Current Shows

Due to the Corona virus, the Surface Design workshop has been postponed until this summer. The new date for it will be announced when the Art House re-opens.


I'll be teaching this one-day workshop on March 14, 2020 at the Art House! Learn to design your own unique papers and other materials for collage, card making, scrap booking, journal making etc. I supply all the materials. All you need to bring is a sack lunch and a beverage. Hours are 10-4; fee is $90 per person. Register online at or call 678-543-5777. Act now! Seating is limited!

Friday, September 5, 2014

Using Construction Paper vs. Card Stock

Recently I was asked whether construction paper and card stock can be used interchangeably for art/craft projects. My answer was: use construction paper when longevity and colorfastness don't matter. Use card stock if you would like your project to look good over the long term.

What's the difference?

Construction paper:

Construction paper is a very soft, absorbent paper that's much like newsprint in the way it takes wet media. It soaks up ink and paint like a sponge. Blobs and splops are often the result, making it hard to control the application of the ink or paint.

Also, construction paper fades incredibly fast. Leave a sheet of it in a patch of sunlight for a day or two and you'll see a big difference when you compare it to another sheet that wasn't exposed to UV rays. The paper that was exposed to the sun will be noticeably paler in color and washed out looking. Construction paper is very high in acid content and is very "pulpy" which is why it degrades so quickly.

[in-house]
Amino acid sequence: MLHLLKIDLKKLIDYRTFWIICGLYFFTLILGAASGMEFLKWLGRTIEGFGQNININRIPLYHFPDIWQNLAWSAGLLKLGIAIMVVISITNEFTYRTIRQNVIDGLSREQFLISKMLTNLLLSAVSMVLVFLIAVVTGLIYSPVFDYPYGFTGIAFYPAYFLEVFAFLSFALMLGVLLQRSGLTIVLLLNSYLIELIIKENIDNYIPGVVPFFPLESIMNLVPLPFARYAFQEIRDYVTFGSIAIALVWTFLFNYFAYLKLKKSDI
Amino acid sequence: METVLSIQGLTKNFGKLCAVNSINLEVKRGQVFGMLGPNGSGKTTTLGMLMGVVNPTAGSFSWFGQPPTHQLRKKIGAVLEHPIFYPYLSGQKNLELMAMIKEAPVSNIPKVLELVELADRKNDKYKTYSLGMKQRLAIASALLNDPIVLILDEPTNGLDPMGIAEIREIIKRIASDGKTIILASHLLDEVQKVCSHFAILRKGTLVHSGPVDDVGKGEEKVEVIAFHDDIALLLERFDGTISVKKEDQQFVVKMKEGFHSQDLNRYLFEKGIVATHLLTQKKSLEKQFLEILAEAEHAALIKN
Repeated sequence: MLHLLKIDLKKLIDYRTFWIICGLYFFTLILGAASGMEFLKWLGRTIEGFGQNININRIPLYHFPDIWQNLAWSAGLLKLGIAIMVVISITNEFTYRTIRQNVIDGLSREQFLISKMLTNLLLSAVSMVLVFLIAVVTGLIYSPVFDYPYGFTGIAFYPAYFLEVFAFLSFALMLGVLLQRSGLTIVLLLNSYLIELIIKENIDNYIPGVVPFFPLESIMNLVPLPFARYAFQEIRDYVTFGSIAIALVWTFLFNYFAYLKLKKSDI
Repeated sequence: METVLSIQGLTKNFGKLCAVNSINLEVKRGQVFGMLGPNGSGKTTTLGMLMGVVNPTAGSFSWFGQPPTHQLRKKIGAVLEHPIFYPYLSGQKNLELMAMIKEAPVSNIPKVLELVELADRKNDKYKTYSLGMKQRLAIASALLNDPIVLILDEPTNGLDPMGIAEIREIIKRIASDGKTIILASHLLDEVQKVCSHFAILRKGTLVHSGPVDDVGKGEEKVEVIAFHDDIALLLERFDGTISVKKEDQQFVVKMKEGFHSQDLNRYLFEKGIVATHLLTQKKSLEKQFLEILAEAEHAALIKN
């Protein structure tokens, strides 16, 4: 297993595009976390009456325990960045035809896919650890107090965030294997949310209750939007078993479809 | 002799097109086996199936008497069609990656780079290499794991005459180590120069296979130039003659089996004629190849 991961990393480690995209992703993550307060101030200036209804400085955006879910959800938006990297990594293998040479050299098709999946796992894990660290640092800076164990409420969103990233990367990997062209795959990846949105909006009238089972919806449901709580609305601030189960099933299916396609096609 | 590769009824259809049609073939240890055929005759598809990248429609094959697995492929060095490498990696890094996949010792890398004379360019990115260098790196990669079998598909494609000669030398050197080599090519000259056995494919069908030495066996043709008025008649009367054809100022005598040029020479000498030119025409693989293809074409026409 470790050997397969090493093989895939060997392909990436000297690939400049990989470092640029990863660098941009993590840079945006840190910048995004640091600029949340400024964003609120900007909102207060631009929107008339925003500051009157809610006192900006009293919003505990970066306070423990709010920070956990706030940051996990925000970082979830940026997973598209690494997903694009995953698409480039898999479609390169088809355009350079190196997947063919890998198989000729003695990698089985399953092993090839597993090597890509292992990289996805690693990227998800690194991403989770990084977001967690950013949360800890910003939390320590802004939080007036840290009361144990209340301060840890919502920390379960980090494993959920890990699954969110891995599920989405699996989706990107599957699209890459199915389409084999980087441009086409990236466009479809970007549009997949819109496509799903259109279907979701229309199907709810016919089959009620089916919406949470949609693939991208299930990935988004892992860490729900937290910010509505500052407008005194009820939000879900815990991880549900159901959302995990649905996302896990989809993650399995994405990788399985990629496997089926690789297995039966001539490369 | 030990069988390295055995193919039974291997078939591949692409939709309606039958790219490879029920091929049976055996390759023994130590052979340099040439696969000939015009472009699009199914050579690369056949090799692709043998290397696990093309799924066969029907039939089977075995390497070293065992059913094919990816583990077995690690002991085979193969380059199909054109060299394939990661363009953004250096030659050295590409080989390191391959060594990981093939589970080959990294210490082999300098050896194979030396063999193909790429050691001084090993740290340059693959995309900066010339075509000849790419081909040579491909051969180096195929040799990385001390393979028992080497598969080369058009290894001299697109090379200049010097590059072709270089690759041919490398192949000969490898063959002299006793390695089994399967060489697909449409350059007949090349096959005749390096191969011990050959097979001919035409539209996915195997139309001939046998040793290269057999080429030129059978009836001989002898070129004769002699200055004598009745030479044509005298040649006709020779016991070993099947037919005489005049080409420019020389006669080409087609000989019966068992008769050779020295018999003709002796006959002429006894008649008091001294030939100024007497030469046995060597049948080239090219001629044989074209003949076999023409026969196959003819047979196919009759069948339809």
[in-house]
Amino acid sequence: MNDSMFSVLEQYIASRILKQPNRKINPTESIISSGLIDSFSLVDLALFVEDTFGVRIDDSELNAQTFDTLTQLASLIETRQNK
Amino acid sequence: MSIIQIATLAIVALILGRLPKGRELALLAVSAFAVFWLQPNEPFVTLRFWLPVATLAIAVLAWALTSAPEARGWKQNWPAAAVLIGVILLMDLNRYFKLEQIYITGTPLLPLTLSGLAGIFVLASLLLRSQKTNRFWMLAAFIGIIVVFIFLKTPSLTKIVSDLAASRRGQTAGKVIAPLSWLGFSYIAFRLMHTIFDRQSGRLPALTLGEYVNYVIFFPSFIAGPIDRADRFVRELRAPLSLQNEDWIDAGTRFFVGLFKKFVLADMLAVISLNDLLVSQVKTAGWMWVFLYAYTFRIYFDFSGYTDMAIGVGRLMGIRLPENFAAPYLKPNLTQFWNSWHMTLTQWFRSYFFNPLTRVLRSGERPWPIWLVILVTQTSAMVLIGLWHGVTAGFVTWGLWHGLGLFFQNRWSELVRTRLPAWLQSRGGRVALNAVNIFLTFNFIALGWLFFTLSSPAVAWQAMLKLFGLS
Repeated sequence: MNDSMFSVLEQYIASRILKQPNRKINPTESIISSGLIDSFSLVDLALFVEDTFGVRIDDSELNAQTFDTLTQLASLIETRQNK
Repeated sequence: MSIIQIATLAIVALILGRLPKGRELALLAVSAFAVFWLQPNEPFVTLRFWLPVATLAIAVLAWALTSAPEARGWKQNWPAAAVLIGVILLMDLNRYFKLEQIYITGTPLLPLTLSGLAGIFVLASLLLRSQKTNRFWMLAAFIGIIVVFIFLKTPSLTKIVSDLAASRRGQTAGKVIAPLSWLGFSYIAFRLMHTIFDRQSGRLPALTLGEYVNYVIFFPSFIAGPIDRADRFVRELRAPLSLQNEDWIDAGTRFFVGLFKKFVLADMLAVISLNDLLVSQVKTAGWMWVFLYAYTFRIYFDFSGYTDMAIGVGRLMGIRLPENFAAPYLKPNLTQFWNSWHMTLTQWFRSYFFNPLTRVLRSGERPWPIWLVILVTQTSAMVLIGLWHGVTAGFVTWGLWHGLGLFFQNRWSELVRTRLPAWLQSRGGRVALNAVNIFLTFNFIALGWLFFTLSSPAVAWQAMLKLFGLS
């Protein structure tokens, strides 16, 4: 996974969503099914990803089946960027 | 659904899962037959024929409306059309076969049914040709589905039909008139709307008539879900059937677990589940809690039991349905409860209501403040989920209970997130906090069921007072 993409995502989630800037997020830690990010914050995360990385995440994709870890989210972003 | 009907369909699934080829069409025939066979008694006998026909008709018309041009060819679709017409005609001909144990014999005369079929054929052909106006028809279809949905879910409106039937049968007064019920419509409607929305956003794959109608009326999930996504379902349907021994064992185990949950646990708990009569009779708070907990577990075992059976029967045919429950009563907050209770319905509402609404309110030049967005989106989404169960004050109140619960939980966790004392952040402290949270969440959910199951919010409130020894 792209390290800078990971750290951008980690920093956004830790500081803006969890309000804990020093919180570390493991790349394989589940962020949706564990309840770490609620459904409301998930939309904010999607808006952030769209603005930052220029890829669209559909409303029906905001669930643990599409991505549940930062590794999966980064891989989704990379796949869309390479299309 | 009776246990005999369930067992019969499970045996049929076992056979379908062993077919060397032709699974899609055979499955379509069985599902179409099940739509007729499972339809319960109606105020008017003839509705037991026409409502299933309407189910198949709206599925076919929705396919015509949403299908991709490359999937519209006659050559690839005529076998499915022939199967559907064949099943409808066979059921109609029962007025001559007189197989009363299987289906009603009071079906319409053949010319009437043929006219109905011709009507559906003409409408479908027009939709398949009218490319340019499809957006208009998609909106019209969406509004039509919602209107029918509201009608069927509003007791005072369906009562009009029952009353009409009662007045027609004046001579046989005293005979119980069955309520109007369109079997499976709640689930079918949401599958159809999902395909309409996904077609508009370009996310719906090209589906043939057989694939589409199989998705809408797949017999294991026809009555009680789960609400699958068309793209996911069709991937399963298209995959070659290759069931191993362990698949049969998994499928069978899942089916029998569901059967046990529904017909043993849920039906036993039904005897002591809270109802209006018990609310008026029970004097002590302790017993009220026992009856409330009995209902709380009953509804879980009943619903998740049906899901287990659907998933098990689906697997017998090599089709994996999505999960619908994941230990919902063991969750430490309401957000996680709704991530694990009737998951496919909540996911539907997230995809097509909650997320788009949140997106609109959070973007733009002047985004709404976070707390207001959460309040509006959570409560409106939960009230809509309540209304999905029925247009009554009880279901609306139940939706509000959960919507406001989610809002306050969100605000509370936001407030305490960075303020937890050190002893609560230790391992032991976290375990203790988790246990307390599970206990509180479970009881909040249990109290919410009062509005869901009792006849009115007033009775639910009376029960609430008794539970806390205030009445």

On the plus side, it comes in a wide range of colors. It's easy to crease and fold, making it ideal for children to use. And it's usually inexpensive even when it's not on sale.

Card stock:

Card stock is much sturdier than construction paper. It retains its color much better over time, although -- like all papers -- it will eventually fade when exposed to UV rays if it's not sealed and varnished with a UV protectant. Even unsealed it takes card stock much longer than construction paper for its color to start looking pallid.

When inks or paints are applied to card stock they tend to remain where you want them to, depending on the quality of the paper. My recommendation is to purchase acid free card stock whenever possible. If you're making handmade greeting cards or other paper projects that might be cherished by their recipients, using acid free card stock will result in something that's likely to look good for years.

Card stock doesn't fold quite as readily as construction paper does. Using a bone folder on it results in a nice crisp fold. Bone folders are readily available through arts and crafts stores and Internet sellers.

Card stock might cost just a wee bit more than construction paper but in my opinion paying the slight difference is worth it. Stock up on a range of colors when you catch it on sale. You're sure to find plenty of uses for it!

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